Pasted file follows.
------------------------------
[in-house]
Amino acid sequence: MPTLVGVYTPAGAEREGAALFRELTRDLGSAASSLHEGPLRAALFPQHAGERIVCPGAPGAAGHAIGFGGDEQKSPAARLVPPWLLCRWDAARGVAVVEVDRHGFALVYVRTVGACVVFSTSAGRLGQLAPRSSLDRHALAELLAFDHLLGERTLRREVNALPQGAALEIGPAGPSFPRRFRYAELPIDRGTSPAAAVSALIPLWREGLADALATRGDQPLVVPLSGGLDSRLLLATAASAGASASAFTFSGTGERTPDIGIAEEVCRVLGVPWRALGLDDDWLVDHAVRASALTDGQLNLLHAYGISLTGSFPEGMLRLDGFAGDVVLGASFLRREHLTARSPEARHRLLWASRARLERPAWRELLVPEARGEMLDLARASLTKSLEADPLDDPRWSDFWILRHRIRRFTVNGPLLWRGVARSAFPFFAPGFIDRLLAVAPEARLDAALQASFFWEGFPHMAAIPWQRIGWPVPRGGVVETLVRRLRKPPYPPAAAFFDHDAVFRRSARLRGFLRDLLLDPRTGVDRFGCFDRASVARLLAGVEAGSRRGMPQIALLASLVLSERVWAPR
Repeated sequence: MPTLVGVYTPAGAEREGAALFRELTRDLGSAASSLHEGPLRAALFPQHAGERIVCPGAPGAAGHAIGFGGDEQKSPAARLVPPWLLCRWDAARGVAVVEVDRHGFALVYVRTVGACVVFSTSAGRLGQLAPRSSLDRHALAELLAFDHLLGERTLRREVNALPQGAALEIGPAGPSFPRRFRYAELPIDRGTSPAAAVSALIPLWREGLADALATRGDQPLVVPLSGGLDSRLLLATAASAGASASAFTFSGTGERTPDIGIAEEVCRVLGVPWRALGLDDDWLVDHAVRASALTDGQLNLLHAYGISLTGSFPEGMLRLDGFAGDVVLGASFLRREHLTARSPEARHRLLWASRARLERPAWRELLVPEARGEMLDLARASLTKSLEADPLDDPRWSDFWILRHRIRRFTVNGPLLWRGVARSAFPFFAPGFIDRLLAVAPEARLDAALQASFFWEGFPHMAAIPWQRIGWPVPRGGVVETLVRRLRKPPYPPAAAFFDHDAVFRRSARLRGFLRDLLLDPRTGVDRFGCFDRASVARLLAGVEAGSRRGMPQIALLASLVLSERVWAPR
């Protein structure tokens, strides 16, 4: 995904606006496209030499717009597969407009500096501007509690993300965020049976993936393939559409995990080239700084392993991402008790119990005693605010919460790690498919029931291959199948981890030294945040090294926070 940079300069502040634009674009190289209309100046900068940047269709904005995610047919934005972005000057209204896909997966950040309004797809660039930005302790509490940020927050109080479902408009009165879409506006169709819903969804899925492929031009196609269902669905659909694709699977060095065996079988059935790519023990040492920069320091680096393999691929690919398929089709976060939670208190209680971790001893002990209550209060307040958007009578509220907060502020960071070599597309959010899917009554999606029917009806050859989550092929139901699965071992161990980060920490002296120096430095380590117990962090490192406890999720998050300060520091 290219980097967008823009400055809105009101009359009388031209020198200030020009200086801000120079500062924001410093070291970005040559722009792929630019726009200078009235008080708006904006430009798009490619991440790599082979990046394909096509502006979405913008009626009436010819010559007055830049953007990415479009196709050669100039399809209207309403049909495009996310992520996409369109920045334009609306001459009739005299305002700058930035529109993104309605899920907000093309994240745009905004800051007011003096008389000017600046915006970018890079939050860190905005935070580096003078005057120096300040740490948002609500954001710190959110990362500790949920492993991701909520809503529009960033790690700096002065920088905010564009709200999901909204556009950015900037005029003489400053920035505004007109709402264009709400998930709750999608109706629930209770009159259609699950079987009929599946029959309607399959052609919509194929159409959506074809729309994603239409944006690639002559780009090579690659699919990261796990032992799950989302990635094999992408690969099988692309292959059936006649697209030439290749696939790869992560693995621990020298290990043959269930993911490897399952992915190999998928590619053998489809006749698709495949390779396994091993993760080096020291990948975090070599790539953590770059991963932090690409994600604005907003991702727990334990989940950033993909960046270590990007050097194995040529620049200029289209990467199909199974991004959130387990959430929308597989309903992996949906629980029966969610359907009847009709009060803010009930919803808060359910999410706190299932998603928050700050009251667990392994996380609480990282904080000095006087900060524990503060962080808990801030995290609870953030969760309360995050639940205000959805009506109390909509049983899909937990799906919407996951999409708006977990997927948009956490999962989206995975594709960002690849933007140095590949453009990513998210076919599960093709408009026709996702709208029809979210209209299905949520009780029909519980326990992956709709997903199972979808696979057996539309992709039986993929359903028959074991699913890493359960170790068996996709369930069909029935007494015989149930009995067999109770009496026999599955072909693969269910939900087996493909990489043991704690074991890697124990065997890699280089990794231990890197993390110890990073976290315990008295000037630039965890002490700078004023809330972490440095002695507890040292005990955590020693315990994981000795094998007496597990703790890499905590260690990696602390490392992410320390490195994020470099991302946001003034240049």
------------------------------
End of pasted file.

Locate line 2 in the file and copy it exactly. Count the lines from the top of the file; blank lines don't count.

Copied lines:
Amino acid sequence: MPTLVGVYTPAGAEREGAALFRELTRDLGSAASSLHEGPLRAALFPQHAGERIVCPGAPGAAGHAIGFGGDEQKSPAARLVPPWLLCRWDAARGVAVVEVDRHGFALVYVRTVGACVVFSTSAGRLGQLAPRSSLDRHALAELLAFDHLLGERTLRREVNALPQGAALEIGPAGPSFPRRFRYAELPIDRGTSPAAAVSALIPLWREGLADALATRGDQPLVVPLSGGLDSRLLLATAASAGASASAFTFSGTGERTPDIGIAEEVCRVLGVPWRALGLDDDWLVDHAVRASALTDGQLNLLHAYGISLTGSFPEGMLRLDGFAGDVVLGASFLRREHLTARSPEARHRLLWASRARLERPAWRELLVPEARGEMLDLARASLTKSLEADPLDDPRWSDFWILRHRIRRFTVNGPLLWRGVARSAFPFFAPGFIDRLLAVAPEARLDAALQASFFWEGFPHMAAIPWQRIGWPVPRGGVVETLVRRLRKPPYPPAAAFFDHDAVFRRSARLRGFLRDLLLDPRTGVDRFGCFDRASVARLLAGVEAGSRRGMPQIALLASLVLSERVWAPR